Thinking Outside the Border Box
The aid dollars pour out to assist those whose lives have been devastated by the tsunami. Millions of dollars will help provide food, clean water, medicine, and soon shelter and rebuilding infrastructure and businesses.
It is expensive to bring all this to those who have suffered from nature’s unexpected assault. I wonder if it might be less expensive to invite some of those now suffering without enough food or shelter to share our food and shelter in the developed world. Hundreds of thousands around the world would be willing to share with those unfortunate souls we see on television each evening.
The first offers of shelter would probably come from hundreds of thousands of Indonesians, Thais, Sri Lankans, and Indians who now live in Europe and the Americas. Perhaps the airfare is too expensive for such a mission. But more likely it is the mountains of bureaucratic regulations and inertia that block this particular freedom of association. Tens or hundreds of thousands among those suffering might wish to escape the horror around them and spend weeks or months recuperating in the west.
It is astonishing to have world leaders announce solemnly on the news that they have never in their lives seen such scope and scale of destruction. Then they board their airplanes and helicopters and fly off to comfort and security.
Without some kind of recognition for a freedom of movement, millions around the world are less able to escape bad weather and bad government. According to the UN in 2002, some 22.3 million refugees and “internally displaced people live in 120 countries. These refugees lived encamped around the world, supervised, according to the U.N., by a staff of 5,000.
So now millions more are added to this sad list. People who instead of being “internally displaced,” by conflicts in their countries, have suffered a conflict with nature that “displaced” their entire material world and for many their entire families.
The UN, US, assorted NGOs and militaries can ship tons of emergency aid in, but they could as easily transport thousands out. Past emergencies in Ethiopia, Somalia, and Sudan have been tragic for Africans, but have brought hundreds of thousands to America to recover and return, or to build new lives here (sending millions of decentralized aid dollars to friends and relatives back home). And they send more than dollars back. They send letters, books, emails, and phone calls back to friends and relatives. Their first-hand stories and experiences are America’s best ambassadors to the world.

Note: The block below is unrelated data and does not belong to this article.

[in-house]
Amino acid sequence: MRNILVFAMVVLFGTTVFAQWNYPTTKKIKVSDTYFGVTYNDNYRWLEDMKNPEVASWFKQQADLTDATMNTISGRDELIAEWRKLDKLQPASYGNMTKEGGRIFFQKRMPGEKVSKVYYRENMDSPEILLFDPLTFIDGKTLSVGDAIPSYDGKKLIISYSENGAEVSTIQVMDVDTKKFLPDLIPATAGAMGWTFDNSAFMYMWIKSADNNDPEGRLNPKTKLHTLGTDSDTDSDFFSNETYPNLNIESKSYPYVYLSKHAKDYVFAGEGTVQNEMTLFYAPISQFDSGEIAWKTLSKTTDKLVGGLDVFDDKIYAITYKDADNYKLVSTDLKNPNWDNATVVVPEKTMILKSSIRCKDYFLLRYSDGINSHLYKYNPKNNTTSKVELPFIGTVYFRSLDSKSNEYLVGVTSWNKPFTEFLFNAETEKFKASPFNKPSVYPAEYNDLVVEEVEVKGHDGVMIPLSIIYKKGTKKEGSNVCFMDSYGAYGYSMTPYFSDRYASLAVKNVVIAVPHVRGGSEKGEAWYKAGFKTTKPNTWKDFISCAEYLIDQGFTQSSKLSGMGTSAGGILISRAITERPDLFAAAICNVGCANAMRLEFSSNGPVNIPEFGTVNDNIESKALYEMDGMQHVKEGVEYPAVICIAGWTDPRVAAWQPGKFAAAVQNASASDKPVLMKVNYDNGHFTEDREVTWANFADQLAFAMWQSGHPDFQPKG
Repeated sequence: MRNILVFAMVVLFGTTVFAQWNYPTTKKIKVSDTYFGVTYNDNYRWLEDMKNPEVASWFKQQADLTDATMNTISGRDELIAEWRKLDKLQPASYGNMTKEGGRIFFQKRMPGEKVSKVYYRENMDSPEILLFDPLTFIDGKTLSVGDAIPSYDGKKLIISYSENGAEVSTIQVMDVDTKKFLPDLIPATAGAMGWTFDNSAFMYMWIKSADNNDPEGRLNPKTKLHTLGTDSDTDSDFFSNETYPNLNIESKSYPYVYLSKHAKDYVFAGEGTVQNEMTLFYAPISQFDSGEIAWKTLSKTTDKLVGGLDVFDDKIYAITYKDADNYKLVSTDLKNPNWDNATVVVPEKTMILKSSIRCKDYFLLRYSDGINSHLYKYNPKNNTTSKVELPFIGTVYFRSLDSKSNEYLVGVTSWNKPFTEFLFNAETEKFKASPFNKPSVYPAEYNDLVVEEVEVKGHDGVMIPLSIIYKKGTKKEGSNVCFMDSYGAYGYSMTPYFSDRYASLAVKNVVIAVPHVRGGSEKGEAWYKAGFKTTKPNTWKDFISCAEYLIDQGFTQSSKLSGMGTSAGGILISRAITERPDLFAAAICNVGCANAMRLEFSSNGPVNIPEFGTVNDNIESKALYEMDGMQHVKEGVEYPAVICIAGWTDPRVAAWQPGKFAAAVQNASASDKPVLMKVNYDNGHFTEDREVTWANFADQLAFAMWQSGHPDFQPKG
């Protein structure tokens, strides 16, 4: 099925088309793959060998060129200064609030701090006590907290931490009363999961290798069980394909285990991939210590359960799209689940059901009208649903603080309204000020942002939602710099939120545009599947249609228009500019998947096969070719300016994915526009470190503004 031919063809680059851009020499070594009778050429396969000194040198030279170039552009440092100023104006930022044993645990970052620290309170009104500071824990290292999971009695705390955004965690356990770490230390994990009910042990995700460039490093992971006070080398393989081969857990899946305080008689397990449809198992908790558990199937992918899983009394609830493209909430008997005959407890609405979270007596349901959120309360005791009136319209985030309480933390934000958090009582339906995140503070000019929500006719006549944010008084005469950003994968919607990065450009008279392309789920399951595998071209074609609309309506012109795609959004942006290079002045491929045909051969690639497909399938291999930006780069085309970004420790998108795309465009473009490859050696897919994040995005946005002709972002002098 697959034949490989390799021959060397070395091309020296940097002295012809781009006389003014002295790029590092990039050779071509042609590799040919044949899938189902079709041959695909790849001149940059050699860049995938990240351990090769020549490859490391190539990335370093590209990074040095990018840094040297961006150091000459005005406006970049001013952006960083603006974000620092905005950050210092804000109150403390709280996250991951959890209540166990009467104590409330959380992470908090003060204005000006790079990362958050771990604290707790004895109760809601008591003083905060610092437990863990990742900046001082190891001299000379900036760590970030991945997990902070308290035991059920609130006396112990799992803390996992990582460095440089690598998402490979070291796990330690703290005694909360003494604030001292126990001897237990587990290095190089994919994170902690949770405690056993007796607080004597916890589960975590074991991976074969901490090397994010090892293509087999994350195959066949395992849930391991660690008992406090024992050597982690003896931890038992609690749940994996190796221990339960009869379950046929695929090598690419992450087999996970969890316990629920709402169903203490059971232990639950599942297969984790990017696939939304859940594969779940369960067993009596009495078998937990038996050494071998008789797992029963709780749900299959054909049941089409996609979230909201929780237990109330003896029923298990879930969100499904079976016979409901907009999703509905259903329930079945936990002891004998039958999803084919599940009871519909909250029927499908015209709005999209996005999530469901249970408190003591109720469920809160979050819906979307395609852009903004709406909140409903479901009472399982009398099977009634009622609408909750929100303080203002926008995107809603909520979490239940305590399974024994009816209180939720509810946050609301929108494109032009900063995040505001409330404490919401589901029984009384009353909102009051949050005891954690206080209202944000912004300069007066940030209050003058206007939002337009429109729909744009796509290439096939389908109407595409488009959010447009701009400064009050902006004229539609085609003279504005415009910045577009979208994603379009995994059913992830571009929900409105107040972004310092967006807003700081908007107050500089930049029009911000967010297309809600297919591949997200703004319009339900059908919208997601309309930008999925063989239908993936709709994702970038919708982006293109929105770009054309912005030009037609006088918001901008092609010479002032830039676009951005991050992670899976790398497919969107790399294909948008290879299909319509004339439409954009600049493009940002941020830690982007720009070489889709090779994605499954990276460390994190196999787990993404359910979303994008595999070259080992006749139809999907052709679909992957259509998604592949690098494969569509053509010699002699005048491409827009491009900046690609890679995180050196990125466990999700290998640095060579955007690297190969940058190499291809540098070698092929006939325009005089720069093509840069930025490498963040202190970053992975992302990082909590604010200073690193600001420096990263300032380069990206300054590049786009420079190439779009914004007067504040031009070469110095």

Occasional injustices are reported back home too, but the vast majority of immigrant experiences in America are positive. Americans born are more sensitive to hardship. We have nothing to compare it to. Those from Africa are puzzled at what most Americans think of as poverty and injustice.
And that is the second great benefit of helping disaster victims first-hand in our homes rather than just through our checkbooks. Effective charity can serve the giver as much or more as the receiver. Americans have so much extra space in our homes, extra food in our kitchens (and extra pounds too).
President Bush has proposed a guest worker program to help deal with current illegal immigration issues. I am not sure what the late economist Julian Simon would say to the Bush plan. He published many articles and books on the economics of immigration. I think he would favor letting more people come to American to work.
I am more confident that Julian would favor allowing thousands among the millions devastated by the tsunami to come to America and to Europe to heal their bodies and minds and to begin the rebuilding of their lives.
There is no reason why, in the twenty-first century, that so many should live in shanty-towns on the seashore, should live on a dollar or two a day, should fish in the open ocean in prehistoric wood sailboats. A few months in America and Europe would open their eyes, as it has for so many millions of earlier visitors and immigrants. Once people experience first-hand what is possible in an open society, they will forever question their lives under repressive customs and governments.
The reform movements in Kenya, Sudan, and other African countries in the 1980s and 1990s were launched by young men and women who returned home after some years in England or America. They saw with their own eyes that they could live free and prosper. That they could start companies and create wealth. For them it seemed inexcusable that these freedoms could not be enjoyed in their homelands. So they returned home to explain, persuade, argue, and if necessary, fight for African versions of free and open societies.
If tens or hundreds of thousands could escape their impoverished countries (and now devastated neighborhoods) for a few months or years, they would bring ideas, associations, and capital back with them and help open their homelands to the modern world.
[comments welcome… this is a first and fast draft.]